Melaleuca suberosa

Distribution Map
Family: Myrtaceae
Distribution: South coast and hinterland of Western Australia.
Common Name: Cork-bark honey myrtle
Derivation of Name: Melaleuca...from Greek melas; black and leukos; white, referring to black marks on the white trunks of some species due to fire
suberosa... from Latin suberosus, cork-like, referring to the bark on the stems.
Conservation Status: Not considered to be at risk in the wild.

General Description:

Melaleuca suberosa is a small shrub to about 1 metre high but often less in exposed areas. The stems have a corky texture, which gives rise to both the common name and the species epithet. The small leaves are linear in shape to about 6-7 mm long. Flowers occur in clusters along the older stems, often forming extended "spikes" of flowers. They are deep mauve to purple and are seen in late winter and spring. The flowers are followed by globular seed capsules.

Melaleuca suberosa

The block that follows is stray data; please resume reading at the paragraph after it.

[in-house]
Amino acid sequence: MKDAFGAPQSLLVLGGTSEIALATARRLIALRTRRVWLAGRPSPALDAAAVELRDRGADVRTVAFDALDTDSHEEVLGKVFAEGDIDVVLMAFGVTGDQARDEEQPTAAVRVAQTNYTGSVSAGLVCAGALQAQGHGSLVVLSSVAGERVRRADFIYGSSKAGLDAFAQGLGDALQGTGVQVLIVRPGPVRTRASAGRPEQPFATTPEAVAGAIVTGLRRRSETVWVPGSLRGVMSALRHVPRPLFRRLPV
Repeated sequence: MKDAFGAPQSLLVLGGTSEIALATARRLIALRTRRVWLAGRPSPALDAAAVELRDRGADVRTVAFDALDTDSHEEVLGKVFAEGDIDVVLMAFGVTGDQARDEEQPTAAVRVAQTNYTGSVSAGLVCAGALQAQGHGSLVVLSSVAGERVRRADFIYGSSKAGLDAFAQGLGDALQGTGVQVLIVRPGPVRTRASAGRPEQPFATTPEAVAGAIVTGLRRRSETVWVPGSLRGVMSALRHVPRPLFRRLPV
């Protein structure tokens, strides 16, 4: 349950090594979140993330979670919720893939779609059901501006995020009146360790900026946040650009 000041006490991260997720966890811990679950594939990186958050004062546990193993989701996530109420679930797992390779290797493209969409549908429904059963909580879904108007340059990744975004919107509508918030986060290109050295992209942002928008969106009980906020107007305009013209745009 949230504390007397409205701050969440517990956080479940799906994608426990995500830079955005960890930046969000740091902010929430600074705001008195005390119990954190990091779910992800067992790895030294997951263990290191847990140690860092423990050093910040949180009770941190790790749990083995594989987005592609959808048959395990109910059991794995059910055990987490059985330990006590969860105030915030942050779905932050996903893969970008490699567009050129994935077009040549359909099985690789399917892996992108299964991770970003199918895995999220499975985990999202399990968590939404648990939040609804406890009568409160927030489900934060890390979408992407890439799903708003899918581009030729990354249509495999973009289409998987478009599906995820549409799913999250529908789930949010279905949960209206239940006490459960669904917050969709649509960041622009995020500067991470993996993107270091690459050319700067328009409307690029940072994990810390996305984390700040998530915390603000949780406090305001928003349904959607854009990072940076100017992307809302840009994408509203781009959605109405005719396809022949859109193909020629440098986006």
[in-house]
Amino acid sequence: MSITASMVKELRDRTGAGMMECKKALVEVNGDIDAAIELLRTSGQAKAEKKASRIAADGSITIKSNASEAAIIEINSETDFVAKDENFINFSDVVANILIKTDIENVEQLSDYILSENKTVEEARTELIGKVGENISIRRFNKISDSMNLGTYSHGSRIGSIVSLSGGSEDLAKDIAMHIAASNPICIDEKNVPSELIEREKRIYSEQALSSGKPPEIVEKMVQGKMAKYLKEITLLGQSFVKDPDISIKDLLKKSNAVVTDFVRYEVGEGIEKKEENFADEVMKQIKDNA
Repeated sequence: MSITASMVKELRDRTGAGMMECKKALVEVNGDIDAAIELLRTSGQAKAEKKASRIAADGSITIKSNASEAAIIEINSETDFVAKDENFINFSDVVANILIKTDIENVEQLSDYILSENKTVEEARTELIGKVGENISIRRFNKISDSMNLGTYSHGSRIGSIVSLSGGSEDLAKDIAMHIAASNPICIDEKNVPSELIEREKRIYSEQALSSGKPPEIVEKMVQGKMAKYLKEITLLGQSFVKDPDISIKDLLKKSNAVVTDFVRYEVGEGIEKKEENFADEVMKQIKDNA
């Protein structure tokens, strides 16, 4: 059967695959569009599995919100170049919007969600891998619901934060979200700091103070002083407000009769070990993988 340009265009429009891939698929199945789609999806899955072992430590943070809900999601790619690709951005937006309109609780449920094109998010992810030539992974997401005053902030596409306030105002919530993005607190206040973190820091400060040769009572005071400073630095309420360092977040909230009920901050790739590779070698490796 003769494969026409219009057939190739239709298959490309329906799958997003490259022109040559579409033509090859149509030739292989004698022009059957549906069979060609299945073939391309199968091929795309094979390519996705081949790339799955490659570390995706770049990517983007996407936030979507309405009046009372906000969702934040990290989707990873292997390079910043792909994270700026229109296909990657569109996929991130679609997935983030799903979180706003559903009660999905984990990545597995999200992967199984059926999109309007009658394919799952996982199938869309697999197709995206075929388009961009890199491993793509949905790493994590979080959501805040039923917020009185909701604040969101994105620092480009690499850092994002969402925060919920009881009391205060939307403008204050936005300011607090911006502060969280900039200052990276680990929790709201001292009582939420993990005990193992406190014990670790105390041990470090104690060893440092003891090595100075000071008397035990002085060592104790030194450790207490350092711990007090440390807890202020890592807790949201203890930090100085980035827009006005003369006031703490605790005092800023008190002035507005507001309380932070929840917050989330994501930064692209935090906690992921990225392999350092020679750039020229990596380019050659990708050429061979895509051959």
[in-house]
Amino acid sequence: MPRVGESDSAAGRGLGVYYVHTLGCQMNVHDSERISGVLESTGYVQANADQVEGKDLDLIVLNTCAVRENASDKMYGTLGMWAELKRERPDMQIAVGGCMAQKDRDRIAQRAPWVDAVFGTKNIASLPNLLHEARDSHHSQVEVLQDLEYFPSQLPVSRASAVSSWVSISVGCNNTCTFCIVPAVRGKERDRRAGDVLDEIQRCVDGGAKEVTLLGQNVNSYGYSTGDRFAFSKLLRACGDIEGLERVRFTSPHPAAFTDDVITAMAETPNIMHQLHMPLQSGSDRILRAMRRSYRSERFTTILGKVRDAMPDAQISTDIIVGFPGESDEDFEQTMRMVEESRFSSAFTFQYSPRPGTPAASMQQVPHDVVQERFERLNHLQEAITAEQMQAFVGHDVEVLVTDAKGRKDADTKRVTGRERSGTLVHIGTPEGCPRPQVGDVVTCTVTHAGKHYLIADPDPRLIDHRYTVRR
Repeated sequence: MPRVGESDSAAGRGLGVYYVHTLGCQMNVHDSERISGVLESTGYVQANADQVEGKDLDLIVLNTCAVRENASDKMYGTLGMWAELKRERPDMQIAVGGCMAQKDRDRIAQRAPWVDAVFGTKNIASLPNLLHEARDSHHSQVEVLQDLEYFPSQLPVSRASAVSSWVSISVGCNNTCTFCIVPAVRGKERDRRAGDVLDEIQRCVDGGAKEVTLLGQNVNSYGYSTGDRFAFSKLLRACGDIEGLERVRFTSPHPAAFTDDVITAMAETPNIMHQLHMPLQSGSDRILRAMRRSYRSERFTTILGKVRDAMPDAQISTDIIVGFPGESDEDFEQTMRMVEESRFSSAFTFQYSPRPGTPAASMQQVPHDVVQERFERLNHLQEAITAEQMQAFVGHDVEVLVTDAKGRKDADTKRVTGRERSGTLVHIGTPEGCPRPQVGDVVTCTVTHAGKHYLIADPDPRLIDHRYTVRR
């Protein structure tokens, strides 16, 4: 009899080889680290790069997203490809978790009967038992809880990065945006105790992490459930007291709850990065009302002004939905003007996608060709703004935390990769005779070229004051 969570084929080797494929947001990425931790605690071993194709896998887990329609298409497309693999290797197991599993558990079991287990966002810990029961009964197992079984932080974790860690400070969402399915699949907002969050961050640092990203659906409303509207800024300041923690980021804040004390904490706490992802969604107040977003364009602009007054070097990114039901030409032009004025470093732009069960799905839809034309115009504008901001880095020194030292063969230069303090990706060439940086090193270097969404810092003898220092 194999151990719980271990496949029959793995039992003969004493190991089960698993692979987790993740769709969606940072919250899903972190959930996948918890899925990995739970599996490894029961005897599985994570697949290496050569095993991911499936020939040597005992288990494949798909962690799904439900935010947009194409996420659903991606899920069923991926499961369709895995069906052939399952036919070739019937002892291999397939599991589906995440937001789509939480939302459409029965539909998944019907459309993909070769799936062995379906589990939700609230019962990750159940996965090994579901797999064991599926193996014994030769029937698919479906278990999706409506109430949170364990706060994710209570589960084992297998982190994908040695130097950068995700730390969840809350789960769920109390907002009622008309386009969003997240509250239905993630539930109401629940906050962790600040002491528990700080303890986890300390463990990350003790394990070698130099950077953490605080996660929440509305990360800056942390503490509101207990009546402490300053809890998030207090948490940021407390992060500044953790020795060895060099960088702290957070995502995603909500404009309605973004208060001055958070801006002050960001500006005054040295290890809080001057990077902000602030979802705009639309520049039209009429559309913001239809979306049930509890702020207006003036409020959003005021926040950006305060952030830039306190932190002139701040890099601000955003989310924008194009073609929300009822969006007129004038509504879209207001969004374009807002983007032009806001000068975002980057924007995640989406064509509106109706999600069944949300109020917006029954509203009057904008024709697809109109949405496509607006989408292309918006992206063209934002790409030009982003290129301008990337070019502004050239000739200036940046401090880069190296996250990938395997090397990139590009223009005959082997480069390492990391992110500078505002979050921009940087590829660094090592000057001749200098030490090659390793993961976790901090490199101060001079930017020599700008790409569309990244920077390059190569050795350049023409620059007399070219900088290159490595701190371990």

Melaleuca suberosa
Photo: Brian Walters

Many species that are native to the south-west of Australia can be difficult to maintain for long periods in more humid areas of the east coast. M.suberosa is reasonably hardy in southern areas of the east coast and west of the Great Dividing Range. However, it becomes more difficult to establish further north and is probably not suited to sub-tropical and tropical climates. It is an interesting species because of the corky bark and is very attractive when in flower. It requires a well drained, sunny position. The species responds to pruning but this should be avoided as it will reduce flowering for a season or two. It is tolerant of light to moderate frost.

Propagation is easy from both seed and cuttings.

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